Event Horizon (1997)
Event Horizon is a curious movie hybrid, mixing plot elements from classic sci-fi and horror genres. I've heard it labelled "Hellraiser in Space", although I think there's more to it than that. Perhaps a more apt description would be a Gothic horror story in space. The movie has also garnered a reputation since its release in 1997, as being somewhat gory. It does indeed have some quite shocking imagery but the lightening editing does not show as much as some would think. Paramount forced director Paul Anderson to reduce the original one hundred and thirty minute running time down to a more manageable ninety, after unfavourable test screenings. Much of the gore was allegedly removed as a result of that process. Dedicated fans still await a restored directors cut, although the most that has emerged so far is a VHS workprint.
Event Horizon is the name of an experimental spaceship which went missing on its maiden voyage. When the ship mysteriously re-appears in orbit above Neptune, a rescue mission is launched by the authorities. The ship's designer Dr. Weir (Sam Neil) is assigned to the rescue vessel Lewis and Clark, commanded by Captain Miller (Laurence Fishburne) and his crew; Lieutenant Starck (Joely Richardson), pilot Smith (Sean Pertwee), Medical Technician Peters (Kathleen Quinlan), Engineer Ensign Justin (Jack Noseworthy), Rescue Technician Cooper (Richard T. Jones), and Trauma Doctor D.J. (Jason Isaacs). Upon arrival they find that the Event Horizon is empty and the crew dead or missing. The ship's last transmission contains human screams and a cryptic message in Latin. Subsequently the rescue party start experiencing horrific hallucinations along with a growing sense that unease.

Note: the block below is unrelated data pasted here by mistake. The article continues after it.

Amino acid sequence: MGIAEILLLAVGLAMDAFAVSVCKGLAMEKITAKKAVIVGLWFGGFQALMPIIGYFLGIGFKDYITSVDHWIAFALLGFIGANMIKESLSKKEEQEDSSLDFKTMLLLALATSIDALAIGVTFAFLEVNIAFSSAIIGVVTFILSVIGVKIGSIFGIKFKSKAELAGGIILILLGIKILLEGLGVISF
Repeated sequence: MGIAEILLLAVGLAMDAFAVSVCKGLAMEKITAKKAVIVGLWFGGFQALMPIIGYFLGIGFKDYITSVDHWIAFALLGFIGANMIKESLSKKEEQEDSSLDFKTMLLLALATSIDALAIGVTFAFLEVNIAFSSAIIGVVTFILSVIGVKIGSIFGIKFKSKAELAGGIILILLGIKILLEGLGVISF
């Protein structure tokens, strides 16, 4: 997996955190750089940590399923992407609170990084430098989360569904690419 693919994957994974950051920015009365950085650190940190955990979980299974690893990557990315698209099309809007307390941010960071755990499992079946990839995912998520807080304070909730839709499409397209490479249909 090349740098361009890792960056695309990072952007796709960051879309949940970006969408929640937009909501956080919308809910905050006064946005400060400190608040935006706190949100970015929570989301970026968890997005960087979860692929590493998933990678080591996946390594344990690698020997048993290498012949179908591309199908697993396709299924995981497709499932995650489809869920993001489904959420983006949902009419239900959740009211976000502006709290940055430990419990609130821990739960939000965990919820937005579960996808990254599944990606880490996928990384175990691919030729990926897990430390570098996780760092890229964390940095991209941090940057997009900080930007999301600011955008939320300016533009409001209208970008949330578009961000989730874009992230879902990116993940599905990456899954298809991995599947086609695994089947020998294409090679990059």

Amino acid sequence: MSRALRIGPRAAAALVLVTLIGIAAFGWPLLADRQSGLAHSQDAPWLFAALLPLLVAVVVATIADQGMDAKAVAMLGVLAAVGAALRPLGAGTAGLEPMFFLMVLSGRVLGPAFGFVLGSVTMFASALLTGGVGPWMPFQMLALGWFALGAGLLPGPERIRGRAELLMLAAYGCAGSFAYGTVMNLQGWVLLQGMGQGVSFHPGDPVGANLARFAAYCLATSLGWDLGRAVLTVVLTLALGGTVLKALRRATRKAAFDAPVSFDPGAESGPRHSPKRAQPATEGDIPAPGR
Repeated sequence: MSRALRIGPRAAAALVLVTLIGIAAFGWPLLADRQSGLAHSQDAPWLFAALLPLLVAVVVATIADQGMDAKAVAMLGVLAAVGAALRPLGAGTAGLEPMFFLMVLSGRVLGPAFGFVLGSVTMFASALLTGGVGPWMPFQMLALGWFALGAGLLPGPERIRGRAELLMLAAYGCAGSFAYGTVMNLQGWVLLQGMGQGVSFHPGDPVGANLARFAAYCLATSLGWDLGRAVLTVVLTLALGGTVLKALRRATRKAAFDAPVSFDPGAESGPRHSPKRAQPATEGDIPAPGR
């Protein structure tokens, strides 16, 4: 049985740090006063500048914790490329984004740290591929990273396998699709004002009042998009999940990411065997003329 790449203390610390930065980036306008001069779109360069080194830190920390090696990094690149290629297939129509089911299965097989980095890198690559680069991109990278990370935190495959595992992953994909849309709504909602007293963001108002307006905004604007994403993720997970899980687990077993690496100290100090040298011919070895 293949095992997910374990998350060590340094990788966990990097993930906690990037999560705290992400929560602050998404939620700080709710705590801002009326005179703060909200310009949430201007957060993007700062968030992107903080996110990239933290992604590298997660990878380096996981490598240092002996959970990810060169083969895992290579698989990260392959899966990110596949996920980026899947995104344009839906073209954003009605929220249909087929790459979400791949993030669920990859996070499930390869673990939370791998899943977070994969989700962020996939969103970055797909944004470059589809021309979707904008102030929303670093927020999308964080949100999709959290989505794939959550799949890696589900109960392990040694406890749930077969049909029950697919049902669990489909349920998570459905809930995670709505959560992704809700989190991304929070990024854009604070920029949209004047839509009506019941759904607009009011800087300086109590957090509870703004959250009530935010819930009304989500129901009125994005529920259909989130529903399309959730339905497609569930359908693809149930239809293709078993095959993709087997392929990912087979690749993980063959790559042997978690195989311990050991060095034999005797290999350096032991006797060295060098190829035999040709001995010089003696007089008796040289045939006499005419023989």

There are many positive aspects to Event Horizon. The cast of character actors are more than competent and the production values are very high. The sets are opulent and the production design is handsome. The visual effects have not dated too much although some of the CGI are a little primitive. The prosthetics and animatronics are exceedingly good (and unpleasant). Bob Keen and his creative team were involved in the production although much of their work unfortunately doesn't make it into the theatrical version. The movie also manages to maintain a disquieting atmosphere, punctuated by some effective jumps. Sadly the screenplay lurches from the good to the bad and is somewhat inconsistent. The denouement does succeed in explaining the evil entity that is linked to the ship but I would have preferred some further insight. However these narrative inconsistencies may be due to the re-edit that took place prior to release.
However despite these issues, Event Horizon is sustained by its ambition, tone and grotesque visuals. Director Paul Anderson has produced a tense and atmospheric blend of genres, despite the studios interference in post-production. The blend of advanced technology with Hieronymus Bosch style visions of Hell is quite compelling. Certainly the movie deserves more critical praise than it gained upon release in 1997. If director Paul W S Anderson does manage to create a restored cut of the film, I would be very interested in seeing it. It might fill the gaps in the narrative as well as showcase the horror FX work in all their glory. Considering that Clive Barker has managed to achieve a full restoration of his movie Nightbreed, perhaps such a project is not so unlikely. We live in hope.